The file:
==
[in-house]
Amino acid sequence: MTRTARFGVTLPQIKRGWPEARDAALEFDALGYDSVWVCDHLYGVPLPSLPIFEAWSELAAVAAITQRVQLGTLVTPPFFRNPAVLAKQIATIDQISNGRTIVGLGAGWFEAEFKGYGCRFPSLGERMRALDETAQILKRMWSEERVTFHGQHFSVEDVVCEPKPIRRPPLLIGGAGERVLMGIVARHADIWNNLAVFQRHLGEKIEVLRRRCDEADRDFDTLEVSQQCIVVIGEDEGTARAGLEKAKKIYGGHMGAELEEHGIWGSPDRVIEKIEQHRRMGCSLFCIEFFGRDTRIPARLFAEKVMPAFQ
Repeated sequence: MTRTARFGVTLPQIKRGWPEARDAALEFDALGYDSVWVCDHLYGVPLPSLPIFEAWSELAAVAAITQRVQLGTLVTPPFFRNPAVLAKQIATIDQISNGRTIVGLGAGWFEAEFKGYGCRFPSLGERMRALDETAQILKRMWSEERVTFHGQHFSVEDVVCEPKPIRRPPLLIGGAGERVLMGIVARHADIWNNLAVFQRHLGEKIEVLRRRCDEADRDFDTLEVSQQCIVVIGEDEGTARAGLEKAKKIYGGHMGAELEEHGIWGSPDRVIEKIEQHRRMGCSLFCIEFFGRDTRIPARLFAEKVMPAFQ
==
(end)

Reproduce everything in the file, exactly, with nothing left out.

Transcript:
[in-house]
Amino acid sequence: MTRTARFGVTLPQIKRGWPEARDAALEFDALGYDSVWVCDHLYGVPLPSLPIFEAWSELAAVAAITQRVQLGTLVTPPFFRNPAVLAKQIATIDQISNGRTIVGLGAGWFEAEFKGYGCRFPSLGERMRALDETAQILKRMWSEERVTFHGQHFSVEDVVCEPKPIRRPPLLIGGAGERVLMGIVARHADIWNNLAVFQRHLGEKIEVLRRRCDEADRDFDTLEVSQQCIVVIGEDEGTARAGLEKAKKIYGGHMGAELEEHGIWGSPDRVIEKIEQHRRMGCSLFCIEFFGRDTRIPARLFAEKVMPAFQ
Repeated sequence: MTRTARFGVTLPQIKRGWPEARDAALEFDALGYDSVWVCDHLYGVPLPSLPIFEAWSELAAVAAITQRVQLGTLVTPPFFRNPAVLAKQIATIDQISNGRTIVGLGAGWFEAEFKGYGCRFPSLGERMRALDETAQILKRMWSEERVTFHGQHFSVEDVVCEPKPIRRPPLLIGGAGERVLMGIVARHADIWNNLAVFQRHLGEKIEVLRRRCDEADRDFDTLEVSQQCIVVIGEDEGTARAGLEKAKKIYGGHMGAELEEHGIWGSPDRVIEKIEQHRRMGCSLFCIEFFGRDTRIPARLFAEKVMPAFQ